How To Drink More Green
Fortunately there is a solution that drinkers of American wines should know about and it’s called ‘Made with Organically Grown Grapes’. These little words on a bottle are your ticket to drinking more green for two reasons:
- Wines is made with grapes from Certified Organic vineyards
- Wines must contain less than 100 ppm sulfites (good!)
Other Cool Sustainability Programs You Can Trust
A certification of sustainability for California wines that restricts the use of bad chemicals in vineyards. sipcertified.org
A certification program created in the Northwest that focuses on bolstering riparian areas and reducing farm run off into streams and rivers. salmonsafe.net
Demeter offers organic and biodynamic certifications internationally. demeter-usa.org
The USDA National Organic Program. Also look for wines labeled “Made with Organically Grown Grapes”. USDA NOP
What Do Winemakers Think?
We Asked Alex Sokol Blosser, from Sokol Blosser Winery in Oregon Who makes a wine labeled “Made with Organically Grown Grapes”
Do you have any problems with the limitation of sulfites in wine “Made with Organically Grown Grapes”?
Since we do not make organic wine I am not really that limited in how much SO2 [sulphur] I use in the winemaking process. I would be very concerned about wine microbial stability if I could not add any SO2 to the wine. We don’t use a lot of SO2 and the little we do use is really important for wine quality.
What kinds of problems do you have as an organic vineyards vs. non-organic neighbors?
One of our neighbors is organic and the other two are not. This does pose a challenge and what this usually means is that during my annual organic audit, I have to show the auditor that I am keeping a minimum distance between my neighbors use of synthetic chemicals and my organic vineyard.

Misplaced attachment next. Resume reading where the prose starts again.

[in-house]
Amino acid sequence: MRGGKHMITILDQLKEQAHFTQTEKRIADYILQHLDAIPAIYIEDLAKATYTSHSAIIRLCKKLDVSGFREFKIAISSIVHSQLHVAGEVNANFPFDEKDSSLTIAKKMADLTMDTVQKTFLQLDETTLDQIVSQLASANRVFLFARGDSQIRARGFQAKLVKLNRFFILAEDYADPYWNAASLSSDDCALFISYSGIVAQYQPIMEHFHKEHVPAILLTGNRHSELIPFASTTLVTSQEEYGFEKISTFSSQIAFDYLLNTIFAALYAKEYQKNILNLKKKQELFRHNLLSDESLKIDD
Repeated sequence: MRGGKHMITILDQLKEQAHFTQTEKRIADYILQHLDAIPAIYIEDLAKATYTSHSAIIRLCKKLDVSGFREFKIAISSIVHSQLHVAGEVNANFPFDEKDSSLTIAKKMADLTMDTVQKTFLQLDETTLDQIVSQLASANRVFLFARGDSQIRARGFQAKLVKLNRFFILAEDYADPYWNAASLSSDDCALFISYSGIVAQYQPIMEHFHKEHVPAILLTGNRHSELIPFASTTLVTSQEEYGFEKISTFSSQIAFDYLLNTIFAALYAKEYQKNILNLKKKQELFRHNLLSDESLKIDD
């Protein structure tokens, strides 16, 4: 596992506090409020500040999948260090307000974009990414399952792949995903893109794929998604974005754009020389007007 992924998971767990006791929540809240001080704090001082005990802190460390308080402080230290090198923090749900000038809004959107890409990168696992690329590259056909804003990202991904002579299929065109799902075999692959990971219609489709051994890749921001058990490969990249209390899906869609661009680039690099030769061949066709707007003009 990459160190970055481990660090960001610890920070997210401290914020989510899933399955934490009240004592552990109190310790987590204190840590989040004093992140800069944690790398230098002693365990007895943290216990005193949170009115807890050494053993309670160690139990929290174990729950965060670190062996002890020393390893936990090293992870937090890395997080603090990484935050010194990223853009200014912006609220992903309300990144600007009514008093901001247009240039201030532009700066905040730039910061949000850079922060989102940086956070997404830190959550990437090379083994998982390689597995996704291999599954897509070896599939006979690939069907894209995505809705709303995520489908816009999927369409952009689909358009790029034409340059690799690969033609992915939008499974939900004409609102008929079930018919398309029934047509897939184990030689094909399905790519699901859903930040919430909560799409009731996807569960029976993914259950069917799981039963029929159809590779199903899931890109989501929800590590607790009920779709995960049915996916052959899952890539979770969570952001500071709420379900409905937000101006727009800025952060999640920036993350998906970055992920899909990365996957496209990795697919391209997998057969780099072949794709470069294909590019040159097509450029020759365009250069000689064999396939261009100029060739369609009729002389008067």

Have you noticed any changes in the area around your vineyard since it’s been organic?
If you walk around our vineyard right now you would definitely think it is more alive compared to our neighbors who are not organic. I do not use herbicides so I am use to seeing more vegetation under my vines compared to my neighbors or to when I use to use round-up. I was told that when I started to farm organically I would see a change after farming organically for 10 years. I fear that I have not noticed any drastic changes in my vineyard today compared to back in 2001.
It is definitely more challenging to farm for top quality Pinot Noir organically and this comes mostly in not being able to use synthetic herbicides and synthetic fertilizers. What I do think organic farming does is it is better stewardship of the land, and will allow us to farm for quality for many generations to come.
National Organic Program Language NOP
Interesting Details on Pest and Fungus Management ipm.ucdavis.edu
Curious about Pierce’s Disease? Picture from ipm.ucdavis.edu
Organic Food Survey (4% of Food Sales) ota.com
List of Sip Certified Prohibited Materials sipcertified.org
Organic Wine pdf from USDA